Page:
Every week the Editor-in-Chief selects the Article of the Week from the current issue of BJUI. The abstract is reproduced below and you can click on the button to read the full article, which is freely available to all readers for at least 30 days from the time of this post.
In addition to the article itself, there is an accompanying editorial written by a prominent member of the urological community. This blog is intended to provoke comment and discussion and we invite you to use the comment tools at the bottom of each post to join the conversation.
Finally, the third post under the Article of the Week heading on the homepage will consist of additional material or media. This week we feature a video of Ángel Borque discussing his paper.
If you only have time to read one article this week, it should be this one.
Genetic predisposition to early recurrence in clinically localized prostate cancer
Ángel Borque, Jokin del Amo†, Luis M. Esteban*, Elisabet Ars§, Carlos Hernández**, Jacques Planas¶, Antonio Arruza††, Roberto Llarena‡, Joan Palou§, Felipe Herranz**, Carles X. Raventós¶, Diego Tejedor†, Marta Artieda†, Laureano Simon†, Antonio Martínez†, Elena Carceller, Miguel Suárez, Marta Allué¶, Gerardo Sanz* and Juan Morote¶
‘Miguel Servet’ University Hospital, *University of Zaragoza, Zaragoza, Spain, †Progenika Biopharma S.A., ‡University Hospital of Cruces, Bilbao, §Puigvert Foundation, ¶‘Vall d’Hebron’ University Hospital, Barcelona, **‘Gregorio Marañón’ University Hospital, Madrid, and ††Hospital of Txagorritxu, Vitoria, Spain
• To evaluate genetic susceptibility to early biochemical recurrence (EBCR) after radical prostatectomy (RP), as a prognostic factor for early systemic dissemination.
• To build a preoperative nomogram to predict EBCR combining genetic and clinicopathological factors.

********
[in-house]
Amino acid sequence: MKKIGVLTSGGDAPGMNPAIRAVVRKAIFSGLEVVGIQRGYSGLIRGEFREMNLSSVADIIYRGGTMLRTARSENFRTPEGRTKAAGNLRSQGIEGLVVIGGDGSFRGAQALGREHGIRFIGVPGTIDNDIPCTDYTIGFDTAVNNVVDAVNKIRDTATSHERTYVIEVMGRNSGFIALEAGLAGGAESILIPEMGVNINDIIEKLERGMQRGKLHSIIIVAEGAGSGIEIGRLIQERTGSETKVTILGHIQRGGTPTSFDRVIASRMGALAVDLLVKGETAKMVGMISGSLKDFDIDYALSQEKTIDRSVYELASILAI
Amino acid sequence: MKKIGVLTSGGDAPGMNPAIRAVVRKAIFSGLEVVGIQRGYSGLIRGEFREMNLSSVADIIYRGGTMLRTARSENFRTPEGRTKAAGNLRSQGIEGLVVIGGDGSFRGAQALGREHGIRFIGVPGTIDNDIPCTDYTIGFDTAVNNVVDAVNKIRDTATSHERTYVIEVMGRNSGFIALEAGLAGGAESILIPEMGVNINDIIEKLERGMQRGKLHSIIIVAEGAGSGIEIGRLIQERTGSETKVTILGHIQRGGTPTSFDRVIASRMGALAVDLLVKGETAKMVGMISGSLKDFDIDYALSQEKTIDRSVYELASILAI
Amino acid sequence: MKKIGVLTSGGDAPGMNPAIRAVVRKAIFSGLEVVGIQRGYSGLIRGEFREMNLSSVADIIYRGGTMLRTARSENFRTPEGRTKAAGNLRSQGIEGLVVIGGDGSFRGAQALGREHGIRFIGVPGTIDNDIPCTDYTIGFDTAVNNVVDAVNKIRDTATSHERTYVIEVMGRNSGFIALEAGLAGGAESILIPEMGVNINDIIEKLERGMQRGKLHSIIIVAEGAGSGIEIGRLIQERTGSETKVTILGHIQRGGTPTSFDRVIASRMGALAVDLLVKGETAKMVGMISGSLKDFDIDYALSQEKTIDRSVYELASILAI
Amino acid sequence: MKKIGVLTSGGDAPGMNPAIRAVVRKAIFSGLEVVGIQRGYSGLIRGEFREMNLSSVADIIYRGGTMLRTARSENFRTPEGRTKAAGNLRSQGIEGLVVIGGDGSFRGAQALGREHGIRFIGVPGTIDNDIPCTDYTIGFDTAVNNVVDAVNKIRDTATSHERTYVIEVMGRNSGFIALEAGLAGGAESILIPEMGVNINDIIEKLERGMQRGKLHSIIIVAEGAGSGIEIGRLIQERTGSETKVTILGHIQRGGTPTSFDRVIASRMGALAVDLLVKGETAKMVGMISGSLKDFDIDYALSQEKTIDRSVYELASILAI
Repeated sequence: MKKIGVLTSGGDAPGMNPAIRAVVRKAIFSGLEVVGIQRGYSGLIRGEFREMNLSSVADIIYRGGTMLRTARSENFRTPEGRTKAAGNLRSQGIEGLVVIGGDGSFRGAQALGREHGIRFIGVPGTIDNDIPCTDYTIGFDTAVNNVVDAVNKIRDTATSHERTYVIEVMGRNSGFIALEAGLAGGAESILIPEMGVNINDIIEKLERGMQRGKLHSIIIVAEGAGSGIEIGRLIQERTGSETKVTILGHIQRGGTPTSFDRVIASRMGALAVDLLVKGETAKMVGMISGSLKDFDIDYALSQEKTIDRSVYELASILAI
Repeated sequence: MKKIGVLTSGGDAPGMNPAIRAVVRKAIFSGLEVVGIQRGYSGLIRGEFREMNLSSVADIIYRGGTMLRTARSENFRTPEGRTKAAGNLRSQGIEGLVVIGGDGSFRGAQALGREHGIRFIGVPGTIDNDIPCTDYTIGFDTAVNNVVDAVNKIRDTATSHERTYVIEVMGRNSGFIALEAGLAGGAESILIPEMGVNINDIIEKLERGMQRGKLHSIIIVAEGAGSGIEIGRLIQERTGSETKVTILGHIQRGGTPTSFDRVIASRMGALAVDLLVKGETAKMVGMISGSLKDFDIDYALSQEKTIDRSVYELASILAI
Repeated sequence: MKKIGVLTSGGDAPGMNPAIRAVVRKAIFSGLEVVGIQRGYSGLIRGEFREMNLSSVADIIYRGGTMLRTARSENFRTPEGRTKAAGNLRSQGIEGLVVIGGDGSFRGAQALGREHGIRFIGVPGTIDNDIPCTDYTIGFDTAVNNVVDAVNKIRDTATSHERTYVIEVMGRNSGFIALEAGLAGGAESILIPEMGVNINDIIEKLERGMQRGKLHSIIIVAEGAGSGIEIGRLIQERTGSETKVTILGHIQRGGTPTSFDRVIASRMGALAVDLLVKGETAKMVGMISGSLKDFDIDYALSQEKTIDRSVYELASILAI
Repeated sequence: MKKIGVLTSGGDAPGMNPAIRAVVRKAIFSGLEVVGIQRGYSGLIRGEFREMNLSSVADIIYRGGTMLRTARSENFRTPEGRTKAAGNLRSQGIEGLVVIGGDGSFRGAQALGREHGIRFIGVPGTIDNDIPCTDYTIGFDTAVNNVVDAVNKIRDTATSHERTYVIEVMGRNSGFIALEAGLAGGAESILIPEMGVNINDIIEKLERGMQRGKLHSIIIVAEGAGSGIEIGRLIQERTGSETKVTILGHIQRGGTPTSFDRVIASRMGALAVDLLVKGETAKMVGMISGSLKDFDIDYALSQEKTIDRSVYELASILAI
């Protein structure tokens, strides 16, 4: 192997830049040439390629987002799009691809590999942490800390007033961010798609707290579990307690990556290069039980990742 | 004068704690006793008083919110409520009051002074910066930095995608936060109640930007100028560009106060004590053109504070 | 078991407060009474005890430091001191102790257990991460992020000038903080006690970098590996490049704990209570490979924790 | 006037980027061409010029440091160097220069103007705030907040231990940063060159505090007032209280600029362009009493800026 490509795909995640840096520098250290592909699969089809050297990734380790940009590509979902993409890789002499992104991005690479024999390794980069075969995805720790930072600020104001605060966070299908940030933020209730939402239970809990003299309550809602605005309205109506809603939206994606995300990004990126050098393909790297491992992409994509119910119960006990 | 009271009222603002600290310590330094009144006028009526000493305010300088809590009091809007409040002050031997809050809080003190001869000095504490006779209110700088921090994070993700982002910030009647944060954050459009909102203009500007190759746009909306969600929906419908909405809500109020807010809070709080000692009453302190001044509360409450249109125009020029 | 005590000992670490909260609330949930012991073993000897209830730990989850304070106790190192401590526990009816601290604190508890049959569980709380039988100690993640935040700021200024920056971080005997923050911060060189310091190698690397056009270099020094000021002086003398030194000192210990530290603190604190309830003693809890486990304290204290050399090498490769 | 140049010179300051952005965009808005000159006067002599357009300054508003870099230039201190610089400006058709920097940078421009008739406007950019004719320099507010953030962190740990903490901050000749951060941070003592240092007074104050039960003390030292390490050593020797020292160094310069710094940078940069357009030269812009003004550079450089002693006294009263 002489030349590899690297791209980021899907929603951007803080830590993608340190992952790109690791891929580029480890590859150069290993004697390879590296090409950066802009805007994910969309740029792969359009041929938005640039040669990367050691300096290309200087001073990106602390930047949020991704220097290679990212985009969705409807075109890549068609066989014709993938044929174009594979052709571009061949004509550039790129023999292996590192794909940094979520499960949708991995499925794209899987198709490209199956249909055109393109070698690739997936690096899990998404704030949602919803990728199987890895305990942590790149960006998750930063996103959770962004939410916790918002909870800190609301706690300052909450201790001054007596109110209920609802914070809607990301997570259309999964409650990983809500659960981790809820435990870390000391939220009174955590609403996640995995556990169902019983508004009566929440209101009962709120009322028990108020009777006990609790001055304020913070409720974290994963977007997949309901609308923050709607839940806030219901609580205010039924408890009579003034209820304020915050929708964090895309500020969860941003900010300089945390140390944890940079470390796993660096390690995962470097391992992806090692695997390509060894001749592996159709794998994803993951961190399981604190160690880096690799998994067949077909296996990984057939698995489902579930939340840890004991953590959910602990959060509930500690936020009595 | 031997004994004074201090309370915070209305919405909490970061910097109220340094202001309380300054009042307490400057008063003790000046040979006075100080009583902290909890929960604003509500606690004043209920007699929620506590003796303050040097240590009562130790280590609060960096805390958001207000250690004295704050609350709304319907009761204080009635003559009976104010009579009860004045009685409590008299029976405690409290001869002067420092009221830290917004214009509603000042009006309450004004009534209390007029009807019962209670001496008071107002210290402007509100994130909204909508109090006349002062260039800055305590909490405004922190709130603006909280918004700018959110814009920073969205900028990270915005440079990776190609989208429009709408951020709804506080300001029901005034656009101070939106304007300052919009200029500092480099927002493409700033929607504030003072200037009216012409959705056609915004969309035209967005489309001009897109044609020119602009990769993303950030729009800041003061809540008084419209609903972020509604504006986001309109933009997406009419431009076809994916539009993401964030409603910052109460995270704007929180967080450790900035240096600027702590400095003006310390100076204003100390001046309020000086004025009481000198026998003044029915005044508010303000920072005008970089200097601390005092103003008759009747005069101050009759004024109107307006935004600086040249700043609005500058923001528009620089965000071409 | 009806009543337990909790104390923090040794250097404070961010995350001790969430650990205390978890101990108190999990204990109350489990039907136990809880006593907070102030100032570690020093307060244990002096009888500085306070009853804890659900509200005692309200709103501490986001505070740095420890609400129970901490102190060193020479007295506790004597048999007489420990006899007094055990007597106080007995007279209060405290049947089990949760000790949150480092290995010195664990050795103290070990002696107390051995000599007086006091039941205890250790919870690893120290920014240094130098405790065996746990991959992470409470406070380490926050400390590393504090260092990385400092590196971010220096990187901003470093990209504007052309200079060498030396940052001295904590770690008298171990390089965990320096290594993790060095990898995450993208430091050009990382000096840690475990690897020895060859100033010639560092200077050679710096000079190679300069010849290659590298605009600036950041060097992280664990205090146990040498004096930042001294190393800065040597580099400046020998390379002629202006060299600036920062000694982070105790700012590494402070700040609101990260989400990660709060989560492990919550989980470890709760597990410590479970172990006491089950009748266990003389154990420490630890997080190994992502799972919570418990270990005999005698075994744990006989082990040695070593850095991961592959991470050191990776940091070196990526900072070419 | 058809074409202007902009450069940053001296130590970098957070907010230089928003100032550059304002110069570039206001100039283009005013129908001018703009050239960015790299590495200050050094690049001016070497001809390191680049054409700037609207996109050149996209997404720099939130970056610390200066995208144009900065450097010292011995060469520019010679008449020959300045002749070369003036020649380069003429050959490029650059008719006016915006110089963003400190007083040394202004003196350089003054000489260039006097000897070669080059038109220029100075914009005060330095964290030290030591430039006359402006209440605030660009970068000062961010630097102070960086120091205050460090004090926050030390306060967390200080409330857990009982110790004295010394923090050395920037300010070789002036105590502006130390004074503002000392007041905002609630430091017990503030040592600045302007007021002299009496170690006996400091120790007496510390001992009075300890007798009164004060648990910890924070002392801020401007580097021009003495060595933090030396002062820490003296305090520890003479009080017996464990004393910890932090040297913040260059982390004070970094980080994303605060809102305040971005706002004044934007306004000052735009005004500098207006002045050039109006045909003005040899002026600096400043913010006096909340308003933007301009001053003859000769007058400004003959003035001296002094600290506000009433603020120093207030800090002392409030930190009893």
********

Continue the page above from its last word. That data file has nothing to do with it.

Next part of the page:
PATIENTS AND METHODS
• We evaluated 670 patients from six University Hospitals who underwent RP for clinically localized prostate cancer (PCa), and were followed-up for at least 5 years or until biochemical recurrence.
• EBCR was deﬁned as a level prostate-speciﬁc antigen >0.4 ng/mL within 1 year of RP; preoperative variables studied were: age, prostate-speciﬁc antigen, clinical stage, biopsy Gleason score, and the genotype of 83 PCa-related single nucleotide polymorphisms (SNPs).
• Univariate allele association tests and multivariate logistic regression were used to generate predictive models for EBCR, with clinicopathological factors and adding SNPs.
• We internally validated the models by bootstrapping and compared their accuracy using the area under the curve (AUC), net reclassiﬁcation improvement, integrated discrimination improvement, calibration plots and Vickers’ decision curves.
• Four common SNPs at KLK3, KLK2, SULT1A1 and BGLAP genes were independently associated with EBCR.
• A signiﬁcant increase in AUC was observed when SNPs were added to the model: AUC (95% conﬁdence interval) 0.728 (0.674–0.784) vs 0.763 (0.708–0.817).
• Net reclassiﬁcation improvement showed a signiﬁcant increase in probability for events of 60.7% and a decrease for non-events of 63.5%.
• Integrated discrimination improvement and decision curves conﬁrmed the superiority of the new model.
• Four SNPs associated with EBCR signiﬁcantly improved the accuracy of clinicopathological factors.
• We present a nomogram for preoperative prediction of EBCR after RP.